Bill Proposes Moving PA Presidential Primary

Commonwealth of Pennsylvania

Should Pennsylvania voters have a larger say in who gets the next Democratic or Republican nomination for President in 2024?

State senator John Gordner (R-Columbia) says yes.

And the PA House of Representatives may help him get his wish.

The House State Government Committee voted 16-8-1 to move Senate Bill 428 to the House floor for consideration. Democrats Kristine Howard (D-Chester/Montgomery) and Benjamin Sanchez (D-Montgomery) joined 14 GOP committee members in the affirmative. The committee also moved another bill aimed at expanding the rights of poll watchers.

Gordner’s bill – passed 49-0 by the Senate in December – would move up the Commonwealth’s presidential primary from the fourth Tuesday in April to the third Tuesday in March – a difference of 35 days.

In 2020, the Keystone State sat 32nd in the presidential primary process. Pennsylvania held its primary on the same date as New York, Connecticut, Rhode Island, Maryland and Delaware.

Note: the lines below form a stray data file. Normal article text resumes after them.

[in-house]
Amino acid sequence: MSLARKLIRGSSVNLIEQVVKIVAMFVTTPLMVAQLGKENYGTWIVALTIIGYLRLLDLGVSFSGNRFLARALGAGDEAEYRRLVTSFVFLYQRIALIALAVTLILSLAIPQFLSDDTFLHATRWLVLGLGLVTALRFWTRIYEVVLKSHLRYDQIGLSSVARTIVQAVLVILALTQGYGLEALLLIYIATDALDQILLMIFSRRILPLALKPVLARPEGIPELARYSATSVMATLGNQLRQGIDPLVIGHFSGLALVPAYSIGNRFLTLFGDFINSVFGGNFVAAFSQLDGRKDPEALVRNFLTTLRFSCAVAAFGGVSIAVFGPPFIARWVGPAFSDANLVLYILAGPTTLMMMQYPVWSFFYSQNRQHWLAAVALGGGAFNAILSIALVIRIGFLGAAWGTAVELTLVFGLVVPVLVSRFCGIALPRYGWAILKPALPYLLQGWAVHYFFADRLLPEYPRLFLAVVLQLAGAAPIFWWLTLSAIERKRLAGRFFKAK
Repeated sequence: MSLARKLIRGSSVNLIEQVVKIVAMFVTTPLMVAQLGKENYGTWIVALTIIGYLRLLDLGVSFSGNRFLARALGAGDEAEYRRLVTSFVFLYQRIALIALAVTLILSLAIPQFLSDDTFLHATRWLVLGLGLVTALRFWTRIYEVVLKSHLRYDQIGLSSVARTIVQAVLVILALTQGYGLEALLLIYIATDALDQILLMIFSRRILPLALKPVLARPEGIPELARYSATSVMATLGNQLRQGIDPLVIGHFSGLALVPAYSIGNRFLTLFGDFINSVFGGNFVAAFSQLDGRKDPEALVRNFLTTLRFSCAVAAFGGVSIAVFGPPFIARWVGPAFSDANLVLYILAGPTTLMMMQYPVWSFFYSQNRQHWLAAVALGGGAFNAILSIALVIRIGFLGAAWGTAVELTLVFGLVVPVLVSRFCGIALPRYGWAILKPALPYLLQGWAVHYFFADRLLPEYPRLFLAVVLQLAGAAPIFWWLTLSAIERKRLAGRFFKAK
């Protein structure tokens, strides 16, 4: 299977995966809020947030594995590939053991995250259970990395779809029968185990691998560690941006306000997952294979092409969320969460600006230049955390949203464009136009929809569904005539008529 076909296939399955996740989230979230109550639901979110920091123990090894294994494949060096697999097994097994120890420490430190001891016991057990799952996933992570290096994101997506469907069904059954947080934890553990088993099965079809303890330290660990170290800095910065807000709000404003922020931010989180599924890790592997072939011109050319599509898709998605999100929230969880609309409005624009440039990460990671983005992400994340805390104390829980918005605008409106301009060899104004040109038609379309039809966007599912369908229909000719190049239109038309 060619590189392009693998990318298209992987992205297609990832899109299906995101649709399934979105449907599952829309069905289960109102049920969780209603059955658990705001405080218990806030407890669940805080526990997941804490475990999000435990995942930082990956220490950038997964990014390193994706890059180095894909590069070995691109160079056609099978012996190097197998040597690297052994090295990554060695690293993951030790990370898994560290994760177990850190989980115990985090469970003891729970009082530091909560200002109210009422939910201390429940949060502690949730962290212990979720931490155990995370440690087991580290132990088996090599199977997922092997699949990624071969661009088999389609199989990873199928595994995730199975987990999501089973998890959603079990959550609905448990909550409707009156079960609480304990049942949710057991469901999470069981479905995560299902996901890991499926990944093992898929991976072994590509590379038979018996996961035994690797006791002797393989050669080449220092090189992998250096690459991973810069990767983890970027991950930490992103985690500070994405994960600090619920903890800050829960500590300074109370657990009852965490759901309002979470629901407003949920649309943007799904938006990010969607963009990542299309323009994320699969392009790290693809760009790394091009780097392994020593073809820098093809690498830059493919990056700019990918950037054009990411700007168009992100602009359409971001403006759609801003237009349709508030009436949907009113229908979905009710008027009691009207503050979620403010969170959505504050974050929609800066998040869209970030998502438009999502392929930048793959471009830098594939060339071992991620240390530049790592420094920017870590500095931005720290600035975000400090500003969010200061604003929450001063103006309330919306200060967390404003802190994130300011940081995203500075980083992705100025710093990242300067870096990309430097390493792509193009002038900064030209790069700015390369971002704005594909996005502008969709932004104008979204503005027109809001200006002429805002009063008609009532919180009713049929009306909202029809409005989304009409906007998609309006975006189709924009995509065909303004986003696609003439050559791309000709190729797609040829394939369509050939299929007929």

“In most Presidential elections, the outcome is largely decided before our voters have a chance to cast their vote,” said Gordner in a statement. “This will allow our voters to have a significant say in the outcome of these essential elections, while not running afoul of any rules set forth by the Democratic National Committee or the Republican National Committee.”

If adopted, the 2024 presidential primary would move from April 23, 2024 to March 19, 2024, and be conducted on the same day as Arizona, Florida and Illinois.

Gordner also stated that the bill would not change the date of primary elections in non-Presidential years.

The biggest change would come in the gathering of signatures by candidates to appear on the ballot during presidential years. Pennsylvania law dictates that nomination petitions are to be circulated between the 13th and 10th Tuesdays prior to the primary. In 2024, that would fall from December 19 – January 9 during the holidays.

Leave a Reply

Your email address will not be published.





Email:




  • Do You Agree With the Supreme Court Decision to Overturn Roe v. Wade?


    • No. (50%)
    • Yes. (47%)
    • Not Sure (3%)

    Total Voters: 109

    Loading ... Loading ...
Continue to Browser

PoliticsPA

To install tap and choose
Add to Home Screen